The majority of Islamist parties want a caretaker government to supervise the next general election, fearing any poll supervised by the incumbent party will not be free and fair.
The demand was repeatedly raised by the Islamist parties during the Election Commission’s (EC) dialogues with 40 registered political parties, which began on August 24 with just over a year before the country goes to the polls.
The EC sits with the parties, the media and eminent citizens before an election and considers their recommendations for organising free and fair polls. Up until Monday, it sat with 22 of the smaller parties.
These included nine Islamist parties which have all demanded the restoration of the non-party election oversight system.
They are: Bangladesh Muslim League, Khelafat Majlish, Bangladesh Islami Front, Islami Andolan Bangladesh, Bangladesh Khelafat Majlish, Islamic Front Bangladesh, Jamiat Ulema-e-Islam Bangladesh, Bangladesh Muslim League, and Bangladesh Khelafat Andolan.
“We want the caretaker provision back since elections held under it in the past were above criticism at local and international levels, and the results were well accepted,” said Jamiat Ulema-e-Islam Secretary General Noor Hossain Qasimi as part of his party’s 11-point demands.
“But elections - both local and national - held under partisan governments are controversial.”
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The caretaker system was introduced in 1996 by the BNP-led government after bloody street protests by opposition parties led by the Awami League.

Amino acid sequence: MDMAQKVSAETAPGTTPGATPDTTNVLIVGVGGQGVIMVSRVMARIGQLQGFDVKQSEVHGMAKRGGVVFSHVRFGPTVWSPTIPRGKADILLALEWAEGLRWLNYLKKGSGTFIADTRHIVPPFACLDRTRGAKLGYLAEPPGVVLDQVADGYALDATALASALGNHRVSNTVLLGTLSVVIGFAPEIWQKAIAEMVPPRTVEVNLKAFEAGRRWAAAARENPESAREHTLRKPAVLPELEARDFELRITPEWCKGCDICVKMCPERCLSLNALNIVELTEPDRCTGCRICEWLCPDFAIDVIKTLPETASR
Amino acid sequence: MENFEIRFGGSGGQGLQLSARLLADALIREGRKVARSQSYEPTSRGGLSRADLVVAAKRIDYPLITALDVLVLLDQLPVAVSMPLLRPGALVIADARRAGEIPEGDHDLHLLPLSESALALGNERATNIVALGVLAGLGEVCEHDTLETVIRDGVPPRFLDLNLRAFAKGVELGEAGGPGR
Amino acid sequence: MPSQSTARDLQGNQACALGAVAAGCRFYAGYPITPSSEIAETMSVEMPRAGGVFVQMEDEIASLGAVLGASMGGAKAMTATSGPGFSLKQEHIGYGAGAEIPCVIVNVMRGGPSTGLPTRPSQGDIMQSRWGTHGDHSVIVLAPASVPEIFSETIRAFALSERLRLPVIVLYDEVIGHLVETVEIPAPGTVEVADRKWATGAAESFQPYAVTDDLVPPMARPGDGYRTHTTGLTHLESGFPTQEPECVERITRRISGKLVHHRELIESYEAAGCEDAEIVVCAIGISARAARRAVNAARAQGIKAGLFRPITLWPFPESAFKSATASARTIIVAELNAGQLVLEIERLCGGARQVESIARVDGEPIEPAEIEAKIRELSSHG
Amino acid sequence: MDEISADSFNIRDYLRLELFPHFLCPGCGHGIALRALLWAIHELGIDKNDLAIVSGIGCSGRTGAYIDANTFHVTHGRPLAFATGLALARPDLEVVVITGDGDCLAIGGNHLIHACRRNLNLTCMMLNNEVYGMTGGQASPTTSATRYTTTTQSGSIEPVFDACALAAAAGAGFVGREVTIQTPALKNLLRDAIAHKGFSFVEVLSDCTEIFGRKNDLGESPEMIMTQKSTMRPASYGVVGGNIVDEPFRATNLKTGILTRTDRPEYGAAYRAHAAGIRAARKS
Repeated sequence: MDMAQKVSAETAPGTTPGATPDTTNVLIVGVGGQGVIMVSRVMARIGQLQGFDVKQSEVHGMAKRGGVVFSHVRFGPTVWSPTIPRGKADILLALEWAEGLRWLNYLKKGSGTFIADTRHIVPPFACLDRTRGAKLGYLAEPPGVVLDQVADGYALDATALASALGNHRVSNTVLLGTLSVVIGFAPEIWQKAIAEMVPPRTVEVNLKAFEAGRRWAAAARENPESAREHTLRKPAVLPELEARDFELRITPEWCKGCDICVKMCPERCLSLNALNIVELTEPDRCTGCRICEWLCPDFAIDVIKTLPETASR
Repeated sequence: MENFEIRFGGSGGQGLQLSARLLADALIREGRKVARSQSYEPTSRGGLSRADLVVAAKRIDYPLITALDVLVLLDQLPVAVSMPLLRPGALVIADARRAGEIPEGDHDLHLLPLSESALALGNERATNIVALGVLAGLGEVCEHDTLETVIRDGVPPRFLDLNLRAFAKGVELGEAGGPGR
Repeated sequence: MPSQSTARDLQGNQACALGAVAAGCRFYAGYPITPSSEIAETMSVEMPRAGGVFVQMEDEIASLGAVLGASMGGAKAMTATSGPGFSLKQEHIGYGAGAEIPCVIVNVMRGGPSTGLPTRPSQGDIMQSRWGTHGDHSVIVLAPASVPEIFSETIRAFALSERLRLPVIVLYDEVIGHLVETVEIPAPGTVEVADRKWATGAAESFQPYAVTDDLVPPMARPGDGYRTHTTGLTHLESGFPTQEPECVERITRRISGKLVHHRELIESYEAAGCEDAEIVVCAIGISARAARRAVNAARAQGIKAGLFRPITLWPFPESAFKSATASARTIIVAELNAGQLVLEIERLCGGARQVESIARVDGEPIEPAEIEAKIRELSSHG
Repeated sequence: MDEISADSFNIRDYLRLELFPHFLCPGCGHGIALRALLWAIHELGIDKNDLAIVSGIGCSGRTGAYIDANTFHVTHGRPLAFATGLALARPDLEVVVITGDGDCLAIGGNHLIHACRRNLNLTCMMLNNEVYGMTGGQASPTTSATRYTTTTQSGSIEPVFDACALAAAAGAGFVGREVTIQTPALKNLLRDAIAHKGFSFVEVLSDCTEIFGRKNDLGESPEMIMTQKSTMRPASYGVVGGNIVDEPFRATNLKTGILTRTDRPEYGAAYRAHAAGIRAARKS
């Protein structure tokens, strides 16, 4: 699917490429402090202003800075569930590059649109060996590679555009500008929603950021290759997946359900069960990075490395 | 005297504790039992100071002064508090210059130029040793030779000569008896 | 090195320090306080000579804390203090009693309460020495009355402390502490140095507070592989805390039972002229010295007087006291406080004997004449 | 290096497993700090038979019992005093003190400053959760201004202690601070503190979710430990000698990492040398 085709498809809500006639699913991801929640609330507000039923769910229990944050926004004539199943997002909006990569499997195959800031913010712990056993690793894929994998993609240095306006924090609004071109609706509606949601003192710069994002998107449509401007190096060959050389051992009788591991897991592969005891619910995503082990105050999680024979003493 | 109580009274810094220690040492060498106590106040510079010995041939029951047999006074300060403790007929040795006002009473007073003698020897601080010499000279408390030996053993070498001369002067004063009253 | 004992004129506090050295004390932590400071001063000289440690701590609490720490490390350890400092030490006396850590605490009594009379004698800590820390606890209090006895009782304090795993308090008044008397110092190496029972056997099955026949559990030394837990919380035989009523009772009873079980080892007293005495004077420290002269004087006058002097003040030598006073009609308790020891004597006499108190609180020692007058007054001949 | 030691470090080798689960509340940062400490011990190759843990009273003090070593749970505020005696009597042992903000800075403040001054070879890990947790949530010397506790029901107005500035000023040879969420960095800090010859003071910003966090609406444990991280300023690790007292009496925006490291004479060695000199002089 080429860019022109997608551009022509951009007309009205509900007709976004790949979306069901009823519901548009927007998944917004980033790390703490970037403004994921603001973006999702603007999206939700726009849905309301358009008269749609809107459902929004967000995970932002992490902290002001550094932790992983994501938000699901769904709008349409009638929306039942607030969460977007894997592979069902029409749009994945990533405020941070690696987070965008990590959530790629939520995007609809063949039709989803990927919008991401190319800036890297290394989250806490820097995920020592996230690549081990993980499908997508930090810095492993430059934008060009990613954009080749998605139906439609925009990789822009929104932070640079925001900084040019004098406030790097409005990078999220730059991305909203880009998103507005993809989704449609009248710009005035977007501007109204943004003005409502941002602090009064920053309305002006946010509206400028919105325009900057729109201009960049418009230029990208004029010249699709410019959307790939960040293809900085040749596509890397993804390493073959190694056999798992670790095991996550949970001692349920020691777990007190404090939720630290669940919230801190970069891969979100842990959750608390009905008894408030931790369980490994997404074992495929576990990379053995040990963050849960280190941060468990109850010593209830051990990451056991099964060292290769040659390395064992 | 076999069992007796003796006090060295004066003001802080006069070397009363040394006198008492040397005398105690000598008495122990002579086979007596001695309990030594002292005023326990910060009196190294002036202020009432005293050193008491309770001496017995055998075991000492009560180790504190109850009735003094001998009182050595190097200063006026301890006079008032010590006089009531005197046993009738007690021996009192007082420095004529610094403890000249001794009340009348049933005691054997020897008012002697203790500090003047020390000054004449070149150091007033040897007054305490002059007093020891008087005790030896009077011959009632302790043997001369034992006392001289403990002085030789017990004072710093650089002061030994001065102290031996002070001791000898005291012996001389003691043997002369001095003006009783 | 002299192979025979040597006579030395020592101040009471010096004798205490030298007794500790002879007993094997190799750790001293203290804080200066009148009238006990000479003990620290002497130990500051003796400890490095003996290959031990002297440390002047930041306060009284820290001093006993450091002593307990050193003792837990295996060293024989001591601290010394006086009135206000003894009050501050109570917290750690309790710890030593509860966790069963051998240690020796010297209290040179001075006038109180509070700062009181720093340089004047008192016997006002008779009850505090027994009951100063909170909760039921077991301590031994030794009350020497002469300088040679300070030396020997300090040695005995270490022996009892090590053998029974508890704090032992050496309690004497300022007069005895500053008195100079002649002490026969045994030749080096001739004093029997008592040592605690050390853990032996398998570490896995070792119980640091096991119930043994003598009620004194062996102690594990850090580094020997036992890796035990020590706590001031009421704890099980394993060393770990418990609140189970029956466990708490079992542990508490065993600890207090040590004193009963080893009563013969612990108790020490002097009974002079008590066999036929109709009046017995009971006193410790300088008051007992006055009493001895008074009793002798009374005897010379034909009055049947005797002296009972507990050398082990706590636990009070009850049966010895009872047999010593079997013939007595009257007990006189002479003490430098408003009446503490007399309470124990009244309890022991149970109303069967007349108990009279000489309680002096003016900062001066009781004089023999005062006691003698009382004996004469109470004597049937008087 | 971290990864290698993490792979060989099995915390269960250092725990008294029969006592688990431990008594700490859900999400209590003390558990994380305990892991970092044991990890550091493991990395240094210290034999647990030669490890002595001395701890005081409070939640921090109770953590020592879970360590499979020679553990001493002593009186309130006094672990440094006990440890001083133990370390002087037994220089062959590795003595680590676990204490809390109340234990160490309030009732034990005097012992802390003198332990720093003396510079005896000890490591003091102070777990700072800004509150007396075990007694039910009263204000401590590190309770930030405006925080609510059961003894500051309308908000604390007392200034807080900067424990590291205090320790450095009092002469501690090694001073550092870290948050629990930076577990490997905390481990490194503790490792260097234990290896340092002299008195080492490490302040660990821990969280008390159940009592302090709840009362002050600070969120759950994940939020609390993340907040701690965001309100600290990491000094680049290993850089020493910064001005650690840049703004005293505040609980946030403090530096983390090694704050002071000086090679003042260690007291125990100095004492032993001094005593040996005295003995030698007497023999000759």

Under this system, a non-party neutral interim government was installed for 90 days after the dissolution of parliament to supervise the general election and hand over power to the next elected government. It was intended to end violence and fraud in the polls.
But it came under fire after the 2007-08 military-backed caretaker government stayed in office beyond its tenure and incarcerated Prime Minister and Awami League President Sheikh Hasina and her arch political rival Khaleda Zia, who leads the opposition BNP.
After winning the 2008 election, the Awami League government abolished the system in 2011 and paved the way for organising elections under the incumbent government.
The BNP and its allies boycotted the most recent election, held in January 2014 under the Sheikh Hasina administration, demanding the provision be restored.
“None of the elections held under partisan governments have been neutral,” said Ahmed Abdul Kader, the secretary general of Bangladesh Khelafat Majlish which has made a similar demand as part of its 32-point proposal.
“There is little chance that the next general election will be free and fair under the incumbent government. In Bangladesh, the partisan government has never proven to be impartial (so) the polls-time government has to be neutral.”
Bangladesh Muslim League in its recommendations proposed dissolving the parliament on the day the EC announces the schedule for the elections, which must be held by early 2019.
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Islami Andolan Bangladesh said it wanted an interim government to supervise the next polls as it would “create a congenial atmosphere for an inclusive election”. It also insisted on the deployment of the army and creation of a level-playing field during the polls.
Bangladesh Khelafat Andolan came up with 38 proposals, including bringing the administration and concerned ministries under the EC during the election.
Mahfuzul Haque, secretary general of Bangladesh Khelafat Majlish, said: “We do not believe that the next general election will be free and fair if the ruling party oversees it.”
There is a constitutional obligation for organising parliamentary polls within the last 90 days of the government’s tenure.
The EC published an initial road map on July 16 and stated it would hold talks with various quarters from July 31. It is scheduled to sit with election observers, women leaders, and election managing experts.
After considering suggestions by the stakeholders, the EC will prepare final recommendation for the polls in December.